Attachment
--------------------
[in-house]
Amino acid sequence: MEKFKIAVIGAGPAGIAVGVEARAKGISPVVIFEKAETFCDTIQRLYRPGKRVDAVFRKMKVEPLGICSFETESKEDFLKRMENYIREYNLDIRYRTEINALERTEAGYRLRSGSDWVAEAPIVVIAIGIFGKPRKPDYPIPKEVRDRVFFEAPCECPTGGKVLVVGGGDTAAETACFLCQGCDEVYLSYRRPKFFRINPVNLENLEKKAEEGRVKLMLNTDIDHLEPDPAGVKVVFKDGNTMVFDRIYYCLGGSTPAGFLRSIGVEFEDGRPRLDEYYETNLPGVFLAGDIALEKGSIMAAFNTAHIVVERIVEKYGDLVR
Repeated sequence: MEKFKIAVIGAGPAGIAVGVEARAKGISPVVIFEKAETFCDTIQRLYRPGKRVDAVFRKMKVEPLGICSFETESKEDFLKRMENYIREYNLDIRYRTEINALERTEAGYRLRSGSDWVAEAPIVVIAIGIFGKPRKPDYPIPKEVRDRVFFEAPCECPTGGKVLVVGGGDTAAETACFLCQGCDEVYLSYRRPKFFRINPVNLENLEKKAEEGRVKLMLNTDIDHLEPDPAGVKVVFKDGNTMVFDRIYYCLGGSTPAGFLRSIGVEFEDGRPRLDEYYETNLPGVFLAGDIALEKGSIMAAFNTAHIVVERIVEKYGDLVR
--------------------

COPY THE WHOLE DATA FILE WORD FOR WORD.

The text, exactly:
[in-house]
Amino acid sequence: MEKFKIAVIGAGPAGIAVGVEARAKGISPVVIFEKAETFCDTIQRLYRPGKRVDAVFRKMKVEPLGICSFETESKEDFLKRMENYIREYNLDIRYRTEINALERTEAGYRLRSGSDWVAEAPIVVIAIGIFGKPRKPDYPIPKEVRDRVFFEAPCECPTGGKVLVVGGGDTAAETACFLCQGCDEVYLSYRRPKFFRINPVNLENLEKKAEEGRVKLMLNTDIDHLEPDPAGVKVVFKDGNTMVFDRIYYCLGGSTPAGFLRSIGVEFEDGRPRLDEYYETNLPGVFLAGDIALEKGSIMAAFNTAHIVVERIVEKYGDLVR
Repeated sequence: MEKFKIAVIGAGPAGIAVGVEARAKGISPVVIFEKAETFCDTIQRLYRPGKRVDAVFRKMKVEPLGICSFETESKEDFLKRMENYIREYNLDIRYRTEINALERTEAGYRLRSGSDWVAEAPIVVIAIGIFGKPRKPDYPIPKEVRDRVFFEAPCECPTGGKVLVVGGGDTAAETACFLCQGCDEVYLSYRRPKFFRINPVNLENLEKKAEEGRVKLMLNTDIDHLEPDPAGVKVVFKDGNTMVFDRIYYCLGGSTPAGFLRSIGVEFEDGRPRLDEYYETNLPGVFLAGDIALEKGSIMAAFNTAHIVVERIVEKYGDLVR